I know many smokers, both high IQ and low IQ. They have before all the statistics and evidence they need to make a sound decision to stop smoking. The most common thing I've heard them say is "But my uncle (typically some relative of theirs) smoked two packs a day until he was 90!" They simply reject all negative information because they believe that statistics do not apply to them.

Gamblers I've met always have a "system" to beat the odds. They believe their attitude will affect the outcome of games of chance. They never admit to losing, they always brag about their winning!

I should
report abuse
vote down
vote up
Votes: +1
...
written by Willy K, March 09, 2012
Oops, "I should" stop typing now! smilies/cheesy.gif
report abuse
vote down
vote up
Votes: +0
...
written by Mark P, March 09, 2012
Comprehending this deficit and doing something about it should be taken up within our school system; we should engage students with math early, often, and more rigorously.


We do. Math is compulsory through the whole of school.

Moving complex ideas earlier will not work. Kid's brains are not mature enough to cope. Sure, you can do what the Asians do and get them rote learning, so that on the face of it they are better at math. I've taught Asian educated students alongside Western educated ones, and that rote learning does not give them any more understanding. Is rote learning actually what you want?

Obviously we should teach Math better. We should also give every person in the world enough to eat and freedom to chose their leaders. We don't because of large – very nearly impossibly large – difficulties. It's not like their is a country in the world where the politicians say "Hey, let's skimp on basic math and reading".
report abuse
vote down
vote up
Votes: -2
...
written by Caller X, March 09, 2012
if there’s a likelihood that something will happen, however small, it is explained by chance alone that it is bound to happen to some people at some time.


No, it's explained by chance alone that it might happen. Otherwise, cool story bro.

Similarly with the coin flipping. You could flip a billion coins forever and never have them come up all heads or all tails.
report abuse
vote down
vote up
Votes: +0
Monty Hall Dilemma
written by Zoroaster, March 09, 2012
One of the coolest 'Mythbusters' episodes I've seen is the one that demonstrated the 'Monty Hall Dilemma'.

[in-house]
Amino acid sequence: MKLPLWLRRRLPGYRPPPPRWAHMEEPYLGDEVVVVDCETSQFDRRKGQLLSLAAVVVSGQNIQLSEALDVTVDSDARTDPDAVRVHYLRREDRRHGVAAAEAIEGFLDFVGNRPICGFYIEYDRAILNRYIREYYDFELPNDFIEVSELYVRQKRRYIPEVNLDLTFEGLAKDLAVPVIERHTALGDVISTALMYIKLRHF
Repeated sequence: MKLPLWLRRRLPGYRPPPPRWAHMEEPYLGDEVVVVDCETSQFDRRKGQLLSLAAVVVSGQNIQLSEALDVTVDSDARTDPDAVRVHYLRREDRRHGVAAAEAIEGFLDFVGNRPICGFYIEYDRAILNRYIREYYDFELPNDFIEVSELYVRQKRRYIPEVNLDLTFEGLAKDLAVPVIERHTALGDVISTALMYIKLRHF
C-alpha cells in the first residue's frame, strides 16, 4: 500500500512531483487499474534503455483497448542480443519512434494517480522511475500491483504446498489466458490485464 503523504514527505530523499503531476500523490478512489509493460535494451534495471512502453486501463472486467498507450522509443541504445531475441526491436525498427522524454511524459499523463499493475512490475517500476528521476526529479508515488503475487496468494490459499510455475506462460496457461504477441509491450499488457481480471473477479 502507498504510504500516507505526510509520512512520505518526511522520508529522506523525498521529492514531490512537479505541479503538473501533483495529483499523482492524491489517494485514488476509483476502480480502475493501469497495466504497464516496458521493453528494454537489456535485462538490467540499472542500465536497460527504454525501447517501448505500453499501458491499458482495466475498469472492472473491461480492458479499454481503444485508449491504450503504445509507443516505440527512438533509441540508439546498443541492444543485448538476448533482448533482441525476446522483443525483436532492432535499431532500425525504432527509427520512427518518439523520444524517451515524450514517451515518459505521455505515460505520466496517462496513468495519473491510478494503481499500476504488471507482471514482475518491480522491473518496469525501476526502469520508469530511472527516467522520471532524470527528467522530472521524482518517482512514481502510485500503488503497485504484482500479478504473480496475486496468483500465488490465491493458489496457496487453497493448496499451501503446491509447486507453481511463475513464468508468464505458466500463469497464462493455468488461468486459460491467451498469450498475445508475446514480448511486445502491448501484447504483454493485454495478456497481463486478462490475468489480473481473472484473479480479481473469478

On Let's Make a Deal the contestant would be given the choice of three doors, the prize could only be behind one of them. The host knew where the prize was. The game began with the contestant choosing their door. To add suspense the host would open one of the doors they had not chosen to reveal it was not where the prize was. This left two doors, one with the prize, one without. The player had supposedly already chosen their door but now Monty offers them the opportunity to change their mind and switch to the other remaining door. On Let's Make a Deal, most contestants stuck with their choice, figuring that their intuition was all they had to go on and they had a 50% chance of being right. What Adam and Jamie showed was that there was actually a distinct advantage to switching. The mathematics was shown and then they played the game over and over and sure enough, switching increased ones odds from one in three to one in two. It still confuses me to think about it though.
report abuse
vote down
vote up
Votes: +2
...
written by Caller X, March 09, 2012
One of the coolest 'Mythbusters' episodes I've seen is the one that demonstrated the 'Monty Hall Dilemma'.


I thought the one where they made the suit of armor out of paper was equally good, and it had exactly the same connection with coincidence: none.
report abuse
vote down
vote up
Votes: +0
Lottery numbers
written by EarlyOut, March 10, 2012
@Understanding Coincidence: The problem with playing 1, 2, 3, 4, 5, 6 in a lottery is that almost all lotteries are parimutuels. In other words, if you're the only person who gets the right numbers, you get the whole jackpot. But if other people also hit it, you have to split the prize. Playing obvious sequences (1 through 6, or 2, 4, 6, 8, 10, 12) increases the odds that if your numbers come up, someone else will have played the same numbers. You're slightly better off with numbers that have no clear pattern.

Of course, the chances of winning are so small to begin with, you might as well just wish for $100 million. At least wishing won't cost you a buck!
report abuse
vote down
vote up
Votes: +0
legitimate ?
written by rosie, March 10, 2012
I agree that many people have a fear of numbers, equations, and probability, but why do you call it "legitimate"? I think it something the whole country should be ashamed of.
report abuse
vote down
vote up
Votes: +0
...
written by MorganD, March 10, 2012
This type of "chance" is true not only in the lottery, but in slot machines as well. There is no reason to believe that if someone hits the jackpot and leaves the machine that another jackpot won't hit just a few minutes later or even with the very next spin. It takes a lot to understand probability and math and most people shy away from what they don't understand.
 

 

casino en ligne

Gambling at an casino en ligne is a great way to win casino cash and playing with a casino bonus is even better.

report abuse
vote down
vote up
Votes: +1
@Zoroaster re;Monty Hall problem
written by tmac57, March 11, 2012
Zoroaster-
switching increased ones odds from one in three to one in two.

I think you meant that it increased their odds from 1 in 3 to 2 in 3.
report abuse
vote down
vote up
Votes: +2

Write comment
This content has been locked. You can no longer post any comment.
You must be logged in to post a comment. Please register if you do not have an account yet.

busy